Publication Abstract Display
Type: Published Manuscript
Title: Treatment of major depression in HIV-seropositive men..
Authors: Zisook S, Peterkin J, Goggin KJ, Sledge P, Atkinson JH, Grant I, and the HNRC Group
Year: 1998
Publication: The Journal of Clinical Psychiatry
Volume: 59 Issue: 5 Pages: 217-24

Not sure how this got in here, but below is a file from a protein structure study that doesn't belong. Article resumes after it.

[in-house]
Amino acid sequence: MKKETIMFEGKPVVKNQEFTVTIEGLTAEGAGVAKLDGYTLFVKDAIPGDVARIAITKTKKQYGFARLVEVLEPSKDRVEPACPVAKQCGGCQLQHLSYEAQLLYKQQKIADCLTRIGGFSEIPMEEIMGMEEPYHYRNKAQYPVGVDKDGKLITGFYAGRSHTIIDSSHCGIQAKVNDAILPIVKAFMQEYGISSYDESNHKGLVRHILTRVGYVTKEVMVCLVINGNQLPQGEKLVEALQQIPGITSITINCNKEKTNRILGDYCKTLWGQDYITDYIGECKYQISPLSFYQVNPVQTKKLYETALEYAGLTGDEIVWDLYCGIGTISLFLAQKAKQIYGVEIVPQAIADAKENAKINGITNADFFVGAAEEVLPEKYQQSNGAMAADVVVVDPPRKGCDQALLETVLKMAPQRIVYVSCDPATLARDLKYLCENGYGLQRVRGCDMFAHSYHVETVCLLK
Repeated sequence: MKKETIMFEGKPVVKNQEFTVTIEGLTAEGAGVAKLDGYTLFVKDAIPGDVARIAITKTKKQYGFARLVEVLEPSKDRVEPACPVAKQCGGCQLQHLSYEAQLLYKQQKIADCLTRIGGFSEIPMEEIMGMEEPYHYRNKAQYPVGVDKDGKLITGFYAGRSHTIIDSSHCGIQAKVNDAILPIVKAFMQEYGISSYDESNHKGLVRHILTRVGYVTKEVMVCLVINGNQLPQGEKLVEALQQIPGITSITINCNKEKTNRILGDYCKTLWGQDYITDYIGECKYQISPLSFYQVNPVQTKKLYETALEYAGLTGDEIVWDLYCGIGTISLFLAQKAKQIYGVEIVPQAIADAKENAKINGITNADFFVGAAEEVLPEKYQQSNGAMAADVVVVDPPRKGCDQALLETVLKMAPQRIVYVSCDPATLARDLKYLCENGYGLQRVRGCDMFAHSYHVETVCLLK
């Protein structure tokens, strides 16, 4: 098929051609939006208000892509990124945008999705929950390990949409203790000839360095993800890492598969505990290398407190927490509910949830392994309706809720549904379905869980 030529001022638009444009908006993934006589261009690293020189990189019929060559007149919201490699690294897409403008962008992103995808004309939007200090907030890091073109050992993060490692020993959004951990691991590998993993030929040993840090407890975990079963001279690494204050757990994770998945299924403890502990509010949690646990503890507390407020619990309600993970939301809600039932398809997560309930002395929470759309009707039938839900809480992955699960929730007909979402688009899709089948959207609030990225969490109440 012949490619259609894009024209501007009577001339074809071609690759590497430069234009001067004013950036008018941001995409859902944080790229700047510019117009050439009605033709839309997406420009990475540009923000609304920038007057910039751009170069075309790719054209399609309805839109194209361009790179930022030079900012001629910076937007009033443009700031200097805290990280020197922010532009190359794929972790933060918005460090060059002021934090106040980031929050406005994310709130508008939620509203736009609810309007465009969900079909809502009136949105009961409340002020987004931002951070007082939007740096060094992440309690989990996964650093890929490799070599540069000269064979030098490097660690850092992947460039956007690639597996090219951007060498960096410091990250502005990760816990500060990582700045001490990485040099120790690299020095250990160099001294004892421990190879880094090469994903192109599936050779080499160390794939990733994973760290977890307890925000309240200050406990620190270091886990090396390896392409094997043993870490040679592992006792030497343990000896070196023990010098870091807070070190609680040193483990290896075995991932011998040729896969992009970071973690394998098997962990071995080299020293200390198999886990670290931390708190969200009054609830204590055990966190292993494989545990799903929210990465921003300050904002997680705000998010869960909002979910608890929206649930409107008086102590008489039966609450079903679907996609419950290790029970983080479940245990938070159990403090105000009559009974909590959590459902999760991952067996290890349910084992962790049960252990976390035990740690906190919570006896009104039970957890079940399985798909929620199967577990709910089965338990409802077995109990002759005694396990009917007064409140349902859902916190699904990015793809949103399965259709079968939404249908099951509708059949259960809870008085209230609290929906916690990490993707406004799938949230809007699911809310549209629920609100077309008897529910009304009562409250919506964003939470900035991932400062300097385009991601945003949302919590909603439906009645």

Abstract:BACKGROUND: The purpose of this randomized double-blind, placebo-controlled study was to compare the efficacy and safety of fluoxetine plus group psychotherapy versus group psychotherapy alone in HIV-seropositive men (based on 1986 CDC classes II, III, and IV.C.2) who had been diagnosed with major depressive disorder (DSM-III-R). METHOD: During a 7-week trial, patients were treated with fluoxetine 20-60 mg or placebo 1-3 capsules per day and were seen in weekly supportive group psychotherapy. In addition, subjects were rated on the 17-item Hamilton Rating Scale for Depression (HAM-D-17), Clinical Global Impressions scales for Improvement (CGI-I) and Severity of Illness (CGI-S), and the short version of the Beck Depression Inventory (BDI-13). Of the 47 patients enrolled in the study, 25 were administered fluoxetine and 22 were given placebo. RESULTS: Subjects who received fluoxetine began to show significantly more improvement than patients who received placebo on both self- and observer-rated scales by the end of the first week of treatment. By endpoint, patients treated with fluoxetine experienced greater mean changes from baseline compared with placebo-treated patients on the HAM-D-17 (12.1 vs. 6.6; F = 6.53, df = 1,45; p < .05) and BDI-13 (5.9 vs. 1.2; F = 5.73, df = 1,45; p < .05), and a greater percentage of fluoxetine-treated patients experienced a > or = 50% in HAM-D-17 scores (64% vs. 23%; chi2= 8.60, df = 1, p < .01). Differences were particularly apparent in subjects whose initial depressive episodes were rated as severe (i.e., HAM-D-17 score > or = 24). Severely depressed patients treated with fluoxetine had an endpoint CGI-I of 1.4 compared with an endpoint CGI-I of 2.7 for patients treated with placebo (F = 6.02, df = 1,11; p < .05). Further, side effects were generally mild and transient. The most frequently noted effects reported by subjects treated with fluoxetine were nausea, dry mouth, headache, and diarrhea, in decreasing order of frequency. CONCLUSION: This study supports the efficacy and safety of fluoxetine over and above group psychotherapy for the treatment of HIV-associated major depression.

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